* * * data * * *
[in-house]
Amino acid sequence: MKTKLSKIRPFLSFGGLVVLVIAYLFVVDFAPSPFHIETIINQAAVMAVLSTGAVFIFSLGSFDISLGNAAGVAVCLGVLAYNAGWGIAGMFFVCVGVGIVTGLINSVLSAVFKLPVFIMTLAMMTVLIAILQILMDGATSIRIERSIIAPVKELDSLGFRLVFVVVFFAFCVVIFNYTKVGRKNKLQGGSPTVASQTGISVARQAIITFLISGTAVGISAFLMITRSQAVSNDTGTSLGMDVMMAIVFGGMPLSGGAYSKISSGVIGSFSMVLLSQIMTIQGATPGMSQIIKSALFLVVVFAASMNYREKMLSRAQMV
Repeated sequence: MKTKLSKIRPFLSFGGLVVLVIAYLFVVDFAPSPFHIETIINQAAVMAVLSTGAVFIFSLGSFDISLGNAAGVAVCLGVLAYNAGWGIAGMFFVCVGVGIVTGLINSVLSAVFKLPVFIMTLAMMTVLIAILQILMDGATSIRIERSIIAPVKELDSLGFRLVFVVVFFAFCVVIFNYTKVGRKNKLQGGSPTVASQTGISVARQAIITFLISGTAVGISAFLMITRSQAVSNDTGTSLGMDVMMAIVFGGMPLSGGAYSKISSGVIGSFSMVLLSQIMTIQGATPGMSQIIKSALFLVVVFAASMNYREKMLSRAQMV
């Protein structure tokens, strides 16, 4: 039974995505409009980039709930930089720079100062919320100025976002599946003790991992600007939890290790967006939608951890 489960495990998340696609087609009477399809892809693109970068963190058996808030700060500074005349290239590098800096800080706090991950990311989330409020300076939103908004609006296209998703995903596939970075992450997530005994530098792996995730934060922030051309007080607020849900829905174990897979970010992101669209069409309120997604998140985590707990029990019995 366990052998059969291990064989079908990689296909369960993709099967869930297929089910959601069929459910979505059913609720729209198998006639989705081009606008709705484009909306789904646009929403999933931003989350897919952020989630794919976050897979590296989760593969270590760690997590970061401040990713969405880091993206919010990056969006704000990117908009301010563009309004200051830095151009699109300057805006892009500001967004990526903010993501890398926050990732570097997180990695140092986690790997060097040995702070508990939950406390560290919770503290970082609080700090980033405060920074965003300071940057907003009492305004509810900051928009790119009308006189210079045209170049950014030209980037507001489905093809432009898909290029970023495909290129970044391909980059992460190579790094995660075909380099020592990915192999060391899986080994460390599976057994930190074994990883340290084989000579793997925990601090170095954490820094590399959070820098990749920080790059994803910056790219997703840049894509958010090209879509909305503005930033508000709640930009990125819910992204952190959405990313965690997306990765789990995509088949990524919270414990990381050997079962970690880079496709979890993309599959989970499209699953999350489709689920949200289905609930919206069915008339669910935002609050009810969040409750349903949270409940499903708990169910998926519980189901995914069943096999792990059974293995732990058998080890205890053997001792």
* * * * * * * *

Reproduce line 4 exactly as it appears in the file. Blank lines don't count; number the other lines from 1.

């Protein structure tokens, strides 16, 4: 039974995505409009980039709930930089720079100062919320100025976002599946003790991992600007939890290790967006939608951890 489960495990998340696609087609009477399809892809693109970068963190058996808030700060500074005349290239590098800096800080706090991950990311989330409020300076939103908004609006296209998703995903596939970075992450997530005994530098792996995730934060922030051309007080607020849900829905174990897979970010992101669209069409309120997604998140985590707990029990019995 366990052998059969291990064989079908990689296909369960993709099967869930297929089910959601069929459910979505059913609720729209198998006639989705081009606008709705484009909306789904646009929403999933931003989350897919952020989630794919976050897979590296989760593969270590760690997590970061401040990713969405880091993206919010990056969006704000990117908009301010563009309004200051830095151009699109300057805006892009500001967004990526903010993501890398926050990732570097997180990695140092986690790997060097040995702070508990939950406390560290919770503290970082609080700090980033405060920074965003300071940057907003009492305004509810900051928009790119009308006189210079045209170049950014030209980037507001489905093809432009898909290029970023495909290129970044391909980059992460190579790094995660075909380099020592990915192999060391899986080994460390599976057994930190074994990883340290084989000579793997925990601090170095954490820094590399959070820098990749920080790059994803910056790219997703840049894509958010090209879509909305503005930033508000709640930009990125819910992204952190959405990313965690997306990765789990995509088949990524919270414990990381050997079962970690880079496709979890993309599959989970499209699953999350489709689920949200289905609930919206069915008339669910935002609050009810969040409750349903949270409940499903708990169910998926519980189901995914069943096999792990059974293995732990058998080890205890053997001792």